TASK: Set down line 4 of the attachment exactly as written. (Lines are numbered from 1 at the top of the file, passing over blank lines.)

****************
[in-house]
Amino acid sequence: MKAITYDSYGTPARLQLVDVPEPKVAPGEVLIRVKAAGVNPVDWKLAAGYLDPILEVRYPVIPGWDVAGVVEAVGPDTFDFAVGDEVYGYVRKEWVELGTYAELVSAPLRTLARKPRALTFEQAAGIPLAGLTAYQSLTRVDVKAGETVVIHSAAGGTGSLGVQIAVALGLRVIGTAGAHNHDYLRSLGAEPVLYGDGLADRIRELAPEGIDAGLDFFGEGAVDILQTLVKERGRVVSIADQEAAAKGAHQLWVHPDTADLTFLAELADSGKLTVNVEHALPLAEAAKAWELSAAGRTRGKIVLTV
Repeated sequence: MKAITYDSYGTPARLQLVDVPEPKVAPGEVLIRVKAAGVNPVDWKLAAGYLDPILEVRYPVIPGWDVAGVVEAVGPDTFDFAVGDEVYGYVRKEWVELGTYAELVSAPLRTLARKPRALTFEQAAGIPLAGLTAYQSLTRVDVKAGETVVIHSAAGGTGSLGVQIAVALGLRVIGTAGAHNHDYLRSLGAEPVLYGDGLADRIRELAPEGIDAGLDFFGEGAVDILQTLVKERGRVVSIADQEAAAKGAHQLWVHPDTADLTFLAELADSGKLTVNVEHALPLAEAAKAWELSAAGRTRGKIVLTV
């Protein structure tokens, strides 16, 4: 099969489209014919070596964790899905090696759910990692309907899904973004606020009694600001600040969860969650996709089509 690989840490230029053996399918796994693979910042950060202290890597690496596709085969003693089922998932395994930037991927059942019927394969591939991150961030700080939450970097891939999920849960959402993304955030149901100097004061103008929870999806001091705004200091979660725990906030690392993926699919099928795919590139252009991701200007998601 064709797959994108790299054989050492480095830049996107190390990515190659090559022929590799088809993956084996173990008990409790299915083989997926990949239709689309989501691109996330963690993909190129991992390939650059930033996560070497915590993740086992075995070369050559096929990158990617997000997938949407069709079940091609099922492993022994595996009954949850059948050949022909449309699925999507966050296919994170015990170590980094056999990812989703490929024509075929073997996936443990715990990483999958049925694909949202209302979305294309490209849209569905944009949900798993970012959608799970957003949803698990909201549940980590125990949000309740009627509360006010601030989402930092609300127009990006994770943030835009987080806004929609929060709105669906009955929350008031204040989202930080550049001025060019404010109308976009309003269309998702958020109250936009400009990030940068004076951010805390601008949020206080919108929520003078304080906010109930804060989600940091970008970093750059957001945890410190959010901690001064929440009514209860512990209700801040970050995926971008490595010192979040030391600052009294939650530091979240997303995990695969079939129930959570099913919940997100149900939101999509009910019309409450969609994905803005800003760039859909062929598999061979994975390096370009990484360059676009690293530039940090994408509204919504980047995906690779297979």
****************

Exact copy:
């Protein structure tokens, strides 16, 4: 099969489209014919070596964790899905090696759910990692309907899904973004606020009694600001600040969860969650996709089509 690989840490230029053996399918796994693979910042950060202290890597690496596709085969003693089922998932395994930037991927059942019927394969591939991150961030700080939450970097891939999920849960959402993304955030149901100097004061103008929870999806001091705004200091979660725990906030690392993926699919099928795919590139252009991701200007998601 064709797959994108790299054989050492480095830049996107190390990515190659090559022929590799088809993956084996173990008990409790299915083989997926990949239709689309989501691109996330963690993909190129991992390939650059930033996560070497915590993740086992075995070369050559096929990158990617997000997938949407069709079940091609099922492993022994595996009954949850059948050949022909449309699925999507966050296919994170015990170590980094056999990812989703490929024509075929073997996936443990715990990483999958049925694909949202209302979305294309490209849209569905944009949900798993970012959608799970957003949803698990909201549940980590125990949000309740009627509360006010601030989402930092609300127009990006994770943030835009987080806004929609929060709105669906009955929350008031204040989202930080550049001025060019404010109308976009309003269309998702958020109250936009400009990030940068004076951010805390601008949020206080919108929520003078304080906010109930804060989600940091970008970093750059957001945890410190959010901690001064929440009514209860512990209700801040970050995926971008490595010192979040030391600052009294939650530091979240997303995990695969079939129930959570099913919940997100149900939101999509009910019309409450969609994905803005800003760039859909062929598999061979994975390096370009990484360059676009690293530039940090994408509204919504980047995906690779297979």